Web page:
This is not exactly good news. We like the forgiveness, but the condition can be a pain, for this two way street often goes against the grain of our pride and prejudice. We don't like to be overly merciful and forgiving to those who sin against us. We do not see the enormous pride this reflects. It is all right for God to forgive offenses against Himself, but we don't see why we should have to be forgiving toward those who gave the audacity to offend us. God may only have one unforgivable sin, but we may have dozens of them. The unforgiving Christian does not realize that he is putting himself above God, and God will not tolerate this.

In Mark 11:25 Jesus teaches this truth again. "And when you stand praying, if you hold anything against anyone, forgive him, so that your Father in heaven may forgive you your sins." If you are an unforgiving person, you have lost the key to the bank of heaven. You have burned the bridge by which forgiveness comes to you. This is hard for us to grasp, and that is why it is repeated so often. We are like the naive traveler on his first plane flight to New York. The pilot came on and announced that one of the engines went out. The result would be, they would be an hour late for landing. Later he announced a second engine was out, and now they would be two hours late. Still later came the same announcement when the third engine went out. When the pilot announced that the last engine was out, the guy responded, "Good grief! Now I suppose we will be up here all night." He was not really grasping the reality of the situation. So it is with Christians who assume that dissolving their debts is only a prayer away, while they ignore the clear and frequent teaching that we can only get what we give.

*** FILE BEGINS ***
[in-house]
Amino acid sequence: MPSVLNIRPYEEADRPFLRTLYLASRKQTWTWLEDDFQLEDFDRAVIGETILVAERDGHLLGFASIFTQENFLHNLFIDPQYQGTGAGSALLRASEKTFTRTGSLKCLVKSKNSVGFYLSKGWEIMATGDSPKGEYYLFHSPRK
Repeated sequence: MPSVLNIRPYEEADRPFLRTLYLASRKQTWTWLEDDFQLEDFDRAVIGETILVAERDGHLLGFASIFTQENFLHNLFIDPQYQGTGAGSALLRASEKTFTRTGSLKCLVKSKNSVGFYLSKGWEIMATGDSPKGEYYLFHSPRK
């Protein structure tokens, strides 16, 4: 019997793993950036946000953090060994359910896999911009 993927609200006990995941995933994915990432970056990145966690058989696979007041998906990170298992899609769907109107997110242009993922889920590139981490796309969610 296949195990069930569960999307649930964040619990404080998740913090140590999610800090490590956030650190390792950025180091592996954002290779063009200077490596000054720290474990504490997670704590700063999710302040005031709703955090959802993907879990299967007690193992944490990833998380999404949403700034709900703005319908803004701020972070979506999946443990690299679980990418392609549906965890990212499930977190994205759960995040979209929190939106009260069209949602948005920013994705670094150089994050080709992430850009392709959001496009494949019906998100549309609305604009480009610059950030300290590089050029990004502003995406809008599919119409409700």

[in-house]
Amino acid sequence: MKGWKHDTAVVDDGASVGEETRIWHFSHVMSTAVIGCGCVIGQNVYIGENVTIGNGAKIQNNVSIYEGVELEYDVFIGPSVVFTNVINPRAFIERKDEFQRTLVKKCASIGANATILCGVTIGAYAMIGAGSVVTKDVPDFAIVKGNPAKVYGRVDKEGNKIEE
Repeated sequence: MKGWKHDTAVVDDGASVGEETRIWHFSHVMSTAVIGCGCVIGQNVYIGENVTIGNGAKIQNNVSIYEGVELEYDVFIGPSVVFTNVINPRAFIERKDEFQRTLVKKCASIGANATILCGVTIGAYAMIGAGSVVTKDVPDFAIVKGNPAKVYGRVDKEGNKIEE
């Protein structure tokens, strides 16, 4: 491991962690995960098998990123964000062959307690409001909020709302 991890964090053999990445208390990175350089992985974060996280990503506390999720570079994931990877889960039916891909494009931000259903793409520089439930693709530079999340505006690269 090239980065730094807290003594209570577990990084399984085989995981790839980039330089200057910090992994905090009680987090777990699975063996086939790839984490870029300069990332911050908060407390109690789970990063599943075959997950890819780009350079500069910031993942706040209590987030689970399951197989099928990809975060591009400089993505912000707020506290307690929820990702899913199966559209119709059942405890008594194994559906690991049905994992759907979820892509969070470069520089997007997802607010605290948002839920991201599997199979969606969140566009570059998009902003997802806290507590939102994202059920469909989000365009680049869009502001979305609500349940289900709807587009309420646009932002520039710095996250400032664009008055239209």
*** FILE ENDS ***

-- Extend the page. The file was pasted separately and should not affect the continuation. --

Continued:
Jesus stresses it again in Luke 6:37-38, "Forgive and you will be forgiven. Give and it will be given to you." Forgiveness is like electricity in that, it will not flow in where it cannot flow out. If there is no complete circuit, it will not start. So it is with God's forgiveness. If you do not become a channel of forgiveness, which flows out to those who sin against you, it is like hitting the switch that cuts off the flow of God's forgiveness to you. This means you can become deader than the Dead Sea. It has inflow, but no outflow. The Christian who is unforgiving has neither, and this is that state where God's grace does not flow in or out of that life. That is why Jesus is perpetually warning His disciples about this danger.